4 7. Is the current level of atmospheric CO 2 concentration unprecedented in Earth s history? The present level of atmospheric CO 2 concentration is almost certainly unprecedented in the past million years, during which time modern humans evolved and societies developed. The atmospheric CO 2 concentration was however higher many millions of years ago, at which time temperatures and sea levels were also higher than they are today. 8. Is there a point at which adding more CO 2 will not cause further warming? No. Adding more CO 2 to the atmosphere will cause surface temperatures to continue to increase. The addition of extra CO 2 becomes progressively less effective at trapping Earth s energy, but surface temperature will still rise. 9. Does the rate of warming vary from one decade to another? Yes. The observed warming rate has varied from year to year, decade to decade, and place to place. These shorter-term variations are mostly due to natural causes, and do not contradict our fundamental understanding that the long-term warming trend since the mid-20th century is primarily due to human-induced changes in the atmospheric levels of CO 2 and other greenhouse gases. 10. Does the recent slowdown of warming mean that climate change is no longer happening? No. Since the very warm surface temperatures of 1998 which followed the strong El Niño, the increase in average surface temperature has slowed relative to the previous decade of rapid temperature increases, with more of the excess heat being stored in the oceans. Despite the slower rate of warming, the surface temperatures in the 2000s were on average warmer than the 1990s.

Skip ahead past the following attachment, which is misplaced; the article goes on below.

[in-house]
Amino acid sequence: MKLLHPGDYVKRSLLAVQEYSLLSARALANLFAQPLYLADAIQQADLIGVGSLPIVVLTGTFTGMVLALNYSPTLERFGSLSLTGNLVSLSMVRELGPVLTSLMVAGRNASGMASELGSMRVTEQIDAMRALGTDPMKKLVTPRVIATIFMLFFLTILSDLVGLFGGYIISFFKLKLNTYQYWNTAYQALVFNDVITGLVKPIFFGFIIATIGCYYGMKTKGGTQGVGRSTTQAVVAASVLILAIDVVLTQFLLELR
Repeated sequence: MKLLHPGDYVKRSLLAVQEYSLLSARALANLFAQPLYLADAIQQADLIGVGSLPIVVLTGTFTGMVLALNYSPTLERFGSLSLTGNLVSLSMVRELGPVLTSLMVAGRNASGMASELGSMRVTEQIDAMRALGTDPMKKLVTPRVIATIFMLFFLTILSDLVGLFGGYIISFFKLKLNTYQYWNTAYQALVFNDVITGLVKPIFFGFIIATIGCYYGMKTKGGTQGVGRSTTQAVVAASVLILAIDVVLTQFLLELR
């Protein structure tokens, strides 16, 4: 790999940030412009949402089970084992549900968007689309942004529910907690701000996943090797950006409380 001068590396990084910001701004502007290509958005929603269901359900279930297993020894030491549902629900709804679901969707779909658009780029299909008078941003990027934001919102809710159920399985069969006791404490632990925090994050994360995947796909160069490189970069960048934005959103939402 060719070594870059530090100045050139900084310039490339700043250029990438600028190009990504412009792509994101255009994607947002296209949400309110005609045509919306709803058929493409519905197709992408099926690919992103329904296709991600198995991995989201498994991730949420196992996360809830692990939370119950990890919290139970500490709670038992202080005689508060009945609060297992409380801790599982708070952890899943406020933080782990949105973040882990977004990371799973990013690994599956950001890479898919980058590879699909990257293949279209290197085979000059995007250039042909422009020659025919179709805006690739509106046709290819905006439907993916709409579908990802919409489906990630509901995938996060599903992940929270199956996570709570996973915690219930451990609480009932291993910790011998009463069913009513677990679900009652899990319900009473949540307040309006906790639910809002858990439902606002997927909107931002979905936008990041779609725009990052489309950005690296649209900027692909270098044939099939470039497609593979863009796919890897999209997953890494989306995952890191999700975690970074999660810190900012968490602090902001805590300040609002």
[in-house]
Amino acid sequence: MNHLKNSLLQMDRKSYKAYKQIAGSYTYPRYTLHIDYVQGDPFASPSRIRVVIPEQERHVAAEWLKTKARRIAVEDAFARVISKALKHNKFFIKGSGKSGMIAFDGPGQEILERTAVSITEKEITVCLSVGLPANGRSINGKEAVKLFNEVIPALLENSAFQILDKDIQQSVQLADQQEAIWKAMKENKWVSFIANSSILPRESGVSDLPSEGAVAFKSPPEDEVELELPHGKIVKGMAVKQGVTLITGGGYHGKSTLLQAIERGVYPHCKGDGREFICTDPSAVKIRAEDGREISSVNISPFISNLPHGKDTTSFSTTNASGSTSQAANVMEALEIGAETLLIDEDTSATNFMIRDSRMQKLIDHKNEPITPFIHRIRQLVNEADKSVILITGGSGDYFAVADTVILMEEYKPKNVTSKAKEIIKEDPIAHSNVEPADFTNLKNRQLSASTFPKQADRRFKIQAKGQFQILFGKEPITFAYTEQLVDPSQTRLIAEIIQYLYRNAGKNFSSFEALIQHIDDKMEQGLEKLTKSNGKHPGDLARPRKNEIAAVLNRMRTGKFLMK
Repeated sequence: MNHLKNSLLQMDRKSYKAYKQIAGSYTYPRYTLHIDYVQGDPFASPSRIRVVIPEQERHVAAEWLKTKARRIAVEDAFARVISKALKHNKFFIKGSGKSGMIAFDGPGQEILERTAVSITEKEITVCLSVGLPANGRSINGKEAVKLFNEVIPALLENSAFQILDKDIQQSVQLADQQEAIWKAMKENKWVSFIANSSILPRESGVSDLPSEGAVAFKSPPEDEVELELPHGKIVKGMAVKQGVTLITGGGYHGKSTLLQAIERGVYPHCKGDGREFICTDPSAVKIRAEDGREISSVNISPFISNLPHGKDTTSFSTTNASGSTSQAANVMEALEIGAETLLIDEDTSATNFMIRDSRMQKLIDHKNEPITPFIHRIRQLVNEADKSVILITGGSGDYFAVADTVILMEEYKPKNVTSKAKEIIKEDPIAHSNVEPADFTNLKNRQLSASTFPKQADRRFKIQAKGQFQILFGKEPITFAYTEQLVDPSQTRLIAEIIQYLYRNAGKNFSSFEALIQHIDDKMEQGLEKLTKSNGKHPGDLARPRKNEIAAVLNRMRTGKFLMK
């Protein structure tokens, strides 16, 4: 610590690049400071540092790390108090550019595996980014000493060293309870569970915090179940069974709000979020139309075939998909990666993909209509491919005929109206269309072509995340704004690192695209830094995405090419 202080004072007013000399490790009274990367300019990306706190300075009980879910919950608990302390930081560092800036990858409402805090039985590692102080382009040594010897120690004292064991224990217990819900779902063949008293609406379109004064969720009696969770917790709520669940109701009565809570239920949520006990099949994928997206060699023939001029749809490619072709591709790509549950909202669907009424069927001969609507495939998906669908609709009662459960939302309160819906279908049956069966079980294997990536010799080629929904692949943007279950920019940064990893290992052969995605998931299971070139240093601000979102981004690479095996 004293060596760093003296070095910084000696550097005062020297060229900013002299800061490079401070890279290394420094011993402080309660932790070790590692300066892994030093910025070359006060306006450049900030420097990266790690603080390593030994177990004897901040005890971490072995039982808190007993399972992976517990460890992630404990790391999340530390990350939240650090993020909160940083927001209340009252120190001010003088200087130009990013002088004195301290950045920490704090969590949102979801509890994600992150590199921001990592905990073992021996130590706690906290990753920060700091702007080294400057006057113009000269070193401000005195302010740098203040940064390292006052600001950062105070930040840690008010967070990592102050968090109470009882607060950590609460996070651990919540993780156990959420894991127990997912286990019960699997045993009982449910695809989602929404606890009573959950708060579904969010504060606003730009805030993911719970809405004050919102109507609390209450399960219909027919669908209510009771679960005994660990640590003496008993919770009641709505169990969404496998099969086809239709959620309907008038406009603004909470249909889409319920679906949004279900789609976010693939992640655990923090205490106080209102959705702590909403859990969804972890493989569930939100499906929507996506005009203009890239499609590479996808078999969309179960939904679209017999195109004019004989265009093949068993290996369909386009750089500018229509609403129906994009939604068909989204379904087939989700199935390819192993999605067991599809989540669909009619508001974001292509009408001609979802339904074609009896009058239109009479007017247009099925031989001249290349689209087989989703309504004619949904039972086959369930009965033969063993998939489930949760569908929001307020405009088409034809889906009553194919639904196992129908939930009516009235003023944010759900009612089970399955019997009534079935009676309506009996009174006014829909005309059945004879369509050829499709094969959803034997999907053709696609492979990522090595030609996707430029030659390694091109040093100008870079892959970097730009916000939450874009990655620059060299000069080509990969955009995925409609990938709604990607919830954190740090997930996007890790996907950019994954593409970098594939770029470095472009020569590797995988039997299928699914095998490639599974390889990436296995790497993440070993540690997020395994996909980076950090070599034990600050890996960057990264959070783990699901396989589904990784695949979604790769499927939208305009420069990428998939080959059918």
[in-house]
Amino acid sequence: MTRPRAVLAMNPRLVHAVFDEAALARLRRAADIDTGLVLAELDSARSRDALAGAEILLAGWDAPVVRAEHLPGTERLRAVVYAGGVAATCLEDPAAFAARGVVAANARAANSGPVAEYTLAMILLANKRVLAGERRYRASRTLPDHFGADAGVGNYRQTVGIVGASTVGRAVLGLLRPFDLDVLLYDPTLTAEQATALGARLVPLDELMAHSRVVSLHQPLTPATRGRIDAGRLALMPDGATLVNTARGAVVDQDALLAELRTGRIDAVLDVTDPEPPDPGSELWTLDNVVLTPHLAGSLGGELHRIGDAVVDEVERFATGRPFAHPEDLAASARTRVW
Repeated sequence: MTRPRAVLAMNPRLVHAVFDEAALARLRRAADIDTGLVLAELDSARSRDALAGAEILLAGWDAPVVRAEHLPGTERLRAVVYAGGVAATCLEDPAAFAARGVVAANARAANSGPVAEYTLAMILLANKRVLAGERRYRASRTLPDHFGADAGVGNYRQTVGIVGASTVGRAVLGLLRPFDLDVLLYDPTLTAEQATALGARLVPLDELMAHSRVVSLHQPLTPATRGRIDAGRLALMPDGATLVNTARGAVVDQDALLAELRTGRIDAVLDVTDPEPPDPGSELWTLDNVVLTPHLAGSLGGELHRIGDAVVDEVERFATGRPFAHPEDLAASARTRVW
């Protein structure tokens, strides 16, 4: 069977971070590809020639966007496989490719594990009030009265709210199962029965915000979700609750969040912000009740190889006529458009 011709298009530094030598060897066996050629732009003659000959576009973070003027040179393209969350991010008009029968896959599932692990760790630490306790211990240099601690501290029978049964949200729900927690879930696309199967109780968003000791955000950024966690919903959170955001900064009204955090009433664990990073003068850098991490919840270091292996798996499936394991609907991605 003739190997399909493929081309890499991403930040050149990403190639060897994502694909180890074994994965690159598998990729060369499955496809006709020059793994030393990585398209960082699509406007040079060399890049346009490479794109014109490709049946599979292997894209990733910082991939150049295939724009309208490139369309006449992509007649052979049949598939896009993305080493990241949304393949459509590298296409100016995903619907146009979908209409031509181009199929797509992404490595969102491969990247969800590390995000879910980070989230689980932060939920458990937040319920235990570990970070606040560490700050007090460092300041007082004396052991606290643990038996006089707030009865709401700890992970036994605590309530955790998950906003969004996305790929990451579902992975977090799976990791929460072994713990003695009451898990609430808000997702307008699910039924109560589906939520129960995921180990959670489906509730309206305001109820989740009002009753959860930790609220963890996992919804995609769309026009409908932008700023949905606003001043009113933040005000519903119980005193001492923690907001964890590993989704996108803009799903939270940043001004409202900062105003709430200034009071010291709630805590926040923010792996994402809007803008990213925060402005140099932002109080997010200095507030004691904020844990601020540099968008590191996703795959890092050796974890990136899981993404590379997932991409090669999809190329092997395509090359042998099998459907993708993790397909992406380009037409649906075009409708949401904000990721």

5 11. If the world is warming, why are some winters and summers still very cold? Global warming is a long-term trend, but that does not mean that every year will be warmer than the previous one. Day to day and year to year changes in weather patterns will continue to produce some unusually cold days and nights, and winters and summers, even as the climate warms. 12. Why is Arctic sea ice reducing while Antarctic sea ice is not? Sea ice extent is affected by winds and ocean currents as well as temperature. Sea ice in the partly-enclosed Arctic Ocean seems to be responding directly to warming, while changes in winds and in the ocean seem to be dominating the patterns of sea ice change in the Southern Ocean around Antarctica. 13. How does climate change affect the strength and frequency of floods, droughts, hurricanes and tornadoes? Earth s lower atmosphere is becoming warmer and moister as a result of human-emitted greenhouse gases. This means that more water is likely to be drawn into major rain storms, which could lead to more flooding events. There is considerable uncertainty over changes in hurricanes and tornadoes, but the extra energy available may make the strongest hurricanes stronger. Dry areas of the subtropics are expected to become drier in the future.